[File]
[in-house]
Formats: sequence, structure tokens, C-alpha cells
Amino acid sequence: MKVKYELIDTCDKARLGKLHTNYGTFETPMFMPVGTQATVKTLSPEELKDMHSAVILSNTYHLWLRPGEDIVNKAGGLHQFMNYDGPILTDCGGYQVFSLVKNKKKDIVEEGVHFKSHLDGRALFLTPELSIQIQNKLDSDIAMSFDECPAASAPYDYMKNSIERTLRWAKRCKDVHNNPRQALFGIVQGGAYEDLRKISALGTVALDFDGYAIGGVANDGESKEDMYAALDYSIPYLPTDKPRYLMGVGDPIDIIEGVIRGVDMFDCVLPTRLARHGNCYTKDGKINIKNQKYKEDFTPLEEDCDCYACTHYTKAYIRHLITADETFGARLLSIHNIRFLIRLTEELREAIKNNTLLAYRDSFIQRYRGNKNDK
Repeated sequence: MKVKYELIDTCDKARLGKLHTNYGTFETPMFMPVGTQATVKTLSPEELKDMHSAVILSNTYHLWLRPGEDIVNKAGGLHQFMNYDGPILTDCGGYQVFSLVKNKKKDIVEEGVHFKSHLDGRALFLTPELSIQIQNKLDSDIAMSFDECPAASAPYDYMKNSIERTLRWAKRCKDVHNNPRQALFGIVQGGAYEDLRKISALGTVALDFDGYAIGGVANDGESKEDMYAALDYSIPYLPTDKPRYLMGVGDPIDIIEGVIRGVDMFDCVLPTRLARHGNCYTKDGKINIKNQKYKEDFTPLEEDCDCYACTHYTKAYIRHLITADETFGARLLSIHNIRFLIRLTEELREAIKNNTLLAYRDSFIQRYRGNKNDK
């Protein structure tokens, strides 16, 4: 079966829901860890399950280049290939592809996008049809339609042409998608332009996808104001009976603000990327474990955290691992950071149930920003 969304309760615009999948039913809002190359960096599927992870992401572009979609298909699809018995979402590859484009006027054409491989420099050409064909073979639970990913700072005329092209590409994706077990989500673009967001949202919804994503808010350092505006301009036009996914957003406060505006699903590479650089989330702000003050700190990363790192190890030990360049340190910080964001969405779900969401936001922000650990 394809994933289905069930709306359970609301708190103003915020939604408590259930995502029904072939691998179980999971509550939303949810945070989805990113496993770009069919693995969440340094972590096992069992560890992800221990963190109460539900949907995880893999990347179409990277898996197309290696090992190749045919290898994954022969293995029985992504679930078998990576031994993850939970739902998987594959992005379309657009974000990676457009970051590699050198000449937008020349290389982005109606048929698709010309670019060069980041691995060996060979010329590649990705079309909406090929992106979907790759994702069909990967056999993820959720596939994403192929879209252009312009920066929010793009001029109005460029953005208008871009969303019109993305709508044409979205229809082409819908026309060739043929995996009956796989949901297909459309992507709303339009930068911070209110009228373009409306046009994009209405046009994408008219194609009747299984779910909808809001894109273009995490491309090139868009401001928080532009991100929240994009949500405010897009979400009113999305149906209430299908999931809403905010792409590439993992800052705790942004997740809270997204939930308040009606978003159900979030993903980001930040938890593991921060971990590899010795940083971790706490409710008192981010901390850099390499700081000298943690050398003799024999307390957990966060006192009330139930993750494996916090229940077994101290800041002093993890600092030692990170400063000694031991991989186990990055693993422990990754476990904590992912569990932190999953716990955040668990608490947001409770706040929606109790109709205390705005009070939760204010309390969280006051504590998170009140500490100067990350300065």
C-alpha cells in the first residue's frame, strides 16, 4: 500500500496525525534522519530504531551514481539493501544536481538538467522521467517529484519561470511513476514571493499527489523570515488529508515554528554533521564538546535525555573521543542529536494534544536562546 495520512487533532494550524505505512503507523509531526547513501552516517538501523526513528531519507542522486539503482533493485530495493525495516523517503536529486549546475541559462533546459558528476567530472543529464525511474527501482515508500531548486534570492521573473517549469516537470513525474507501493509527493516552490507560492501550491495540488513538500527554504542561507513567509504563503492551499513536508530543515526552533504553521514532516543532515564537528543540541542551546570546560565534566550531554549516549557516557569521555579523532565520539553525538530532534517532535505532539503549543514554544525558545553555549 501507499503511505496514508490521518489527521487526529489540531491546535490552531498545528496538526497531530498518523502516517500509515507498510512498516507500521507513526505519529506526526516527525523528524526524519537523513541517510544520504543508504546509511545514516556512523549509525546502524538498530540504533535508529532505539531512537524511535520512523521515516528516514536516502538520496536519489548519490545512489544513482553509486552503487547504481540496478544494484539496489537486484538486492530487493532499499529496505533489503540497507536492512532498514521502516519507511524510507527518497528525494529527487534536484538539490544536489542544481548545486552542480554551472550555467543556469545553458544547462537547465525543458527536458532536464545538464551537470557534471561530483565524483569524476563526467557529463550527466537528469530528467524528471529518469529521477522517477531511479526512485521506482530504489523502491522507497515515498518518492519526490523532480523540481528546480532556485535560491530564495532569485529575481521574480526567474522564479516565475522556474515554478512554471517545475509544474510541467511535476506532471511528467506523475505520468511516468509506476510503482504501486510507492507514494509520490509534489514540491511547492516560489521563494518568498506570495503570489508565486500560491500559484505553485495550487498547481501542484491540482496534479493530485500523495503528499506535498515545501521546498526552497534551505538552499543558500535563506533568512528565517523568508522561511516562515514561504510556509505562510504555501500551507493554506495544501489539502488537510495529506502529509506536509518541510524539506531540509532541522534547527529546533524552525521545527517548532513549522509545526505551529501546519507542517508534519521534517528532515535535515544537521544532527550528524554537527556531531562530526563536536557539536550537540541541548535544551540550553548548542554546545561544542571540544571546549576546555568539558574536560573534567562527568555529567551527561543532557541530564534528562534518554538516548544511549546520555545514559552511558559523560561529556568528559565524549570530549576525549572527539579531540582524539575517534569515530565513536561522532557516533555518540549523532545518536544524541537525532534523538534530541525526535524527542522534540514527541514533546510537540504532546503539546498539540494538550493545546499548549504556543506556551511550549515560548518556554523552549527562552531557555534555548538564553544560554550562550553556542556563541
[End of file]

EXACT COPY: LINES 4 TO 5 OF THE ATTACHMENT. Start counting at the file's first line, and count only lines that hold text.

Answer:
Repeated sequence: MKVKYELIDTCDKARLGKLHTNYGTFETPMFMPVGTQATVKTLSPEELKDMHSAVILSNTYHLWLRPGEDIVNKAGGLHQFMNYDGPILTDCGGYQVFSLVKNKKKDIVEEGVHFKSHLDGRALFLTPELSIQIQNKLDSDIAMSFDECPAASAPYDYMKNSIERTLRWAKRCKDVHNNPRQALFGIVQGGAYEDLRKISALGTVALDFDGYAIGGVANDGESKEDMYAALDYSIPYLPTDKPRYLMGVGDPIDIIEGVIRGVDMFDCVLPTRLARHGNCYTKDGKINIKNQKYKEDFTPLEEDCDCYACTHYTKAYIRHLITADETFGARLLSIHNIRFLIRLTEELREAIKNNTLLAYRDSFIQRYRGNKNDK
């Protein structure tokens, strides 16, 4: 079966829901860890399950280049290939592809996008049809339609042409998608332009996808104001009976603000990327474990955290691992950071149930920003 969304309760615009999948039913809002190359960096599927992870992401572009979609298909699809018995979402590859484009006027054409491989420099050409064909073979639970990913700072005329092209590409994706077990989500673009967001949202919804994503808010350092505006301009036009996914957003406060505006699903590479650089989330702000003050700190990363790192190890030990360049340190910080964001969405779900969401936001922000650990 394809994933289905069930709306359970609301708190103003915020939604408590259930995502029904072939691998179980999971509550939303949810945070989805990113496993770009069919693995969440340094972590096992069992560890992800221990963190109460539900949907995880893999990347179409990277898996197309290696090992190749045919290898994954022969293995029985992504679930078998990576031994993850939970739902998987594959992005379309657009974000990676457009970051590699050198000449937008020349290389982005109606048929698709010309670019060069980041691995060996060979010329590649990705079309909406090929992106979907790759994702069909990967056999993820959720596939994403192929879209252009312009920066929010793009001029109005460029953005208008871009969303019109993305709508044409979205229809082409819908026309060739043929995996009956796989949901297909459309992507709303339009930068911070209110009228373009409306046009994009209405046009994408008219194609009747299984779910909808809001894109273009995490491309090139868009401001928080532009991100929240994009949500405010897009979400009113999305149906209430299908999931809403905010792409590439993992800052705790942004997740809270997204939930308040009606978003159900979030993903980001930040938890593991921060971990590899010795940083971790706490409710008192981010901390850099390499700081000298943690050398003799024999307390957990966060006192009330139930993750494996916090229940077994101290800041002093993890600092030692990170400063000694031991991989186990990055693993422990990754476990904590992912569990932190999953716990955040668990608490947001409770706040929606109790109709205390705005009070939760204010309390969280006051504590998170009140500490100067990350300065």